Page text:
The average number of days in hospital for transport injuries was similar to the average for all hospitalised injuries in 2018–19, while the percentages of cases that included time in an ICU and cases that involved continuous ventilatory support were both higher (Table 2).

Table 2: Severity of transport injury hospitalisations, 2018–19

 

Transport injuries

All injuries

Average number of days in hospital

4.4

4.1

% of cases with time in an ICU

4.2

2.5

% of cases involving ventilator

2.3

1.2

Note: Average number of days in hospital (length of stay) includes admissions that are transfers from 1 hospital to another or transfers from 1 admitted care type to another within the same hospital, except where care involves rehabilitation procedures.

Source: AIHW National Hospital Morbidity Database.

For more detail, see Data table A12–13.

Types of injuries sustained

In 2018–19, the head and neck was the body part most often identified as the principal site of injury in transport hospitalisations (Figure 3), although this varies by type of transport. In part, it may reflect the inherently more serious nature of head and neck injuries.  

Figure 3: Transport injury hospitalisations by principal body part injured, 2018–19

The visualisation features an outline of a person with labels for body parts accounting for hospitalisations due to transport crashes. Injuries to the head and neck accounted for the most hospitalisations, while the ankle and foot accounted for the fewest

Note: Body part refers to the principal reason for hospitalisation. Number and percentage of injuries classified as Other, multiple and incompletely specified body regions or Injuries not described in terms of body region not shown—see Data table A11.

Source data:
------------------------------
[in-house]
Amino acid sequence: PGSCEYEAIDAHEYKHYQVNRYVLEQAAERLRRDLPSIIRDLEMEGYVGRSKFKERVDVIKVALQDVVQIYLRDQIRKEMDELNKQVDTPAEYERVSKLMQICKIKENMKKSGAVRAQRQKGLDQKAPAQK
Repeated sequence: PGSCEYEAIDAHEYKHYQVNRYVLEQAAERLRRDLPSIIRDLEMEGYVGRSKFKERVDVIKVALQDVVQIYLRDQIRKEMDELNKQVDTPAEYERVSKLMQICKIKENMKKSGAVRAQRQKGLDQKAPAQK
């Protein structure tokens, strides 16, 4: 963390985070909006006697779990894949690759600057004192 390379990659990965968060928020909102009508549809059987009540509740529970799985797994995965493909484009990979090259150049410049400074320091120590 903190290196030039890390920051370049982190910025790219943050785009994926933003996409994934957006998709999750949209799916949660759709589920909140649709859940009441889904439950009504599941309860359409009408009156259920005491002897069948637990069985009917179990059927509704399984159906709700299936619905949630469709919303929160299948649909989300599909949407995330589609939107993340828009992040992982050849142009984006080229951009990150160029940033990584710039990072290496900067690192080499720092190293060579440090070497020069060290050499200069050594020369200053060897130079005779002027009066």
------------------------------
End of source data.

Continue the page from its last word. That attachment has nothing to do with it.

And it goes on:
Source: AIHW National Hospital Morbidity Database.

For more detail, see Data table A11.

Fractures were by far the most common type of injury for people who were hospitalised due to a transport accident (Figure 4).

Figure 4: Transport injury hospitalisations by type of injury, 2018–19

Bar graph showing type of injury sustained by category and by sex. Fracture was the most common for both males and females but more than twice as frequent for males. Open wound was second for males, while superficial injury was second for female. The reader can select to display either the crude rate per 100,000 population or the number of cases. The default display shows data for males and females, and the reader can also select to display for persons.

For more detail, see Data table A10.

Aboriginal and Torres Strait Islander people

In 2018–19, among Aboriginal and Torres Strait Islander people:

  • there were over 2,900 hospitalisations and 88 deaths due to transport accidents (Tables 3 and 4)
  • males were twice as likely as females to be hospitalised and 3 times as likely to die due to transport accidents
  • hospitalisation rates were highest among people aged 15–24 (Figure 5).
Table 3: Number and rate of transport injury hospitalisations by sex, Indigenous Australians, 2018–19

 

Males

Females

Persons

Number

1,929

985

2,914

Rate (per 100,000)

461

235

348

Note: Rates are crude per 100,000 population.

Source: AIHW National Hospital Morbidity Database.

Table 4: Number and rate of transport injury deaths by sex, Indigenous Australians, 2018–19

 

Males

Females

Persons

Number

65

23

88

Rate (per 100,000)

17.6

6.2

11.9

Notes:
1. Rates are crude per 100,000 population.
2. Deaths data only includes data for New South Wales, Queensland, Western Australia, South Australia, and the Northern Territory.

Source: AIHW National Mortality Database.

For more detail, see Data tables A4–6 and D4–6.

Indigenous and other Australians

In 2018–19, Indigenous Australians were:

  • 1.4 times as likely to be hospitalised due to a transport accident, compared with other Australians (Table 5)